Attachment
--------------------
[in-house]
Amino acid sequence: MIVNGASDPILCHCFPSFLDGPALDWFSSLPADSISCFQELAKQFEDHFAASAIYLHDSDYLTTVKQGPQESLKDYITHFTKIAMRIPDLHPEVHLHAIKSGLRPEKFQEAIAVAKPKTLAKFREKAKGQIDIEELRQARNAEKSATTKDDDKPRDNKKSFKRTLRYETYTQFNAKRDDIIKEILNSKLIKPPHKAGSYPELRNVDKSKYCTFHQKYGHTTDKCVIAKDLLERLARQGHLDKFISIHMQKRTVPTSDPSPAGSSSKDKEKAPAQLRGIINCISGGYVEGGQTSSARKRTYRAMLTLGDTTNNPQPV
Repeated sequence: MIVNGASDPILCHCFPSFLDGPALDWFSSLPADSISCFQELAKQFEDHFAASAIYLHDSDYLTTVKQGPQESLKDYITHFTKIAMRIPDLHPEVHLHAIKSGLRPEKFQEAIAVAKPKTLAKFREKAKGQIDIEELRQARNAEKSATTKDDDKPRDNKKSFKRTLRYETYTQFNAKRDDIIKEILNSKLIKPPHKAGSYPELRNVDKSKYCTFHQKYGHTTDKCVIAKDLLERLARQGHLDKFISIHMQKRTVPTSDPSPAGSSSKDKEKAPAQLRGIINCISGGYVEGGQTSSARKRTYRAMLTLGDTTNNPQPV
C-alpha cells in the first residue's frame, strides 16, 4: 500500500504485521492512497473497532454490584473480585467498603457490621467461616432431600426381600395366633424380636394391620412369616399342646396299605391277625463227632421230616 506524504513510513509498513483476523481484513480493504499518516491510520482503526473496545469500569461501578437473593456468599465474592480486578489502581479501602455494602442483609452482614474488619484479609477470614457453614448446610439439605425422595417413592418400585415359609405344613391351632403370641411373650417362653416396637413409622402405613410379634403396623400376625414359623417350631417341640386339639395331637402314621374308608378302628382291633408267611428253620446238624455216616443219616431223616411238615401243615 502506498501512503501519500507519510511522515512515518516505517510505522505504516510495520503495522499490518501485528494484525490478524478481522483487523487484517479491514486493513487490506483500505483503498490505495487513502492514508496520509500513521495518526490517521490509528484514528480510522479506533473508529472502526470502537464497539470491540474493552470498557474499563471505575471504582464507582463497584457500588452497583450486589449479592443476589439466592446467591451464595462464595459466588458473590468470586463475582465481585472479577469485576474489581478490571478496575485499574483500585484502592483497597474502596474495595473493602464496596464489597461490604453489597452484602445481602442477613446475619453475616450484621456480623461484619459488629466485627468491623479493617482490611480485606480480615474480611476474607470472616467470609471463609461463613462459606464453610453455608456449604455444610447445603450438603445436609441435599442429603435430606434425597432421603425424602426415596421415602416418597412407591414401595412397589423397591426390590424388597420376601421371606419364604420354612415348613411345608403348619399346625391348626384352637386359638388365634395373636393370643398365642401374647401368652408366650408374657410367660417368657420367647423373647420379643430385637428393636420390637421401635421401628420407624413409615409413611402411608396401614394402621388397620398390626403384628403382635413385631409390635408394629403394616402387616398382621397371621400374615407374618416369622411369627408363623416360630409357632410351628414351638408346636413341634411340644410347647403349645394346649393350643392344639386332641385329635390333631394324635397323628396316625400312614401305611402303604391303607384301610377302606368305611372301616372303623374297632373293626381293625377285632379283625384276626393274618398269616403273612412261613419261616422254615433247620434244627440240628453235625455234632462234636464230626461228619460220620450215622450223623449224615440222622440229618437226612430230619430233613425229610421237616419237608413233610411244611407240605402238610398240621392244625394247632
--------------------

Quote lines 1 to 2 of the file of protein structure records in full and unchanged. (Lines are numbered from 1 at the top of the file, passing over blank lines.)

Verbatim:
[in-house]
Amino acid sequence: MIVNGASDPILCHCFPSFLDGPALDWFSSLPADSISCFQELAKQFEDHFAASAIYLHDSDYLTTVKQGPQESLKDYITHFTKIAMRIPDLHPEVHLHAIKSGLRPEKFQEAIAVAKPKTLAKFREKAKGQIDIEELRQARNAEKSATTKDDDKPRDNKKSFKRTLRYETYTQFNAKRDDIIKEILNSKLIKPPHKAGSYPELRNVDKSKYCTFHQKYGHTTDKCVIAKDLLERLARQGHLDKFISIHMQKRTVPTSDPSPAGSSSKDKEKAPAQLRGIINCISGGYVEGGQTSSARKRTYRAMLTLGDTTNNPQPV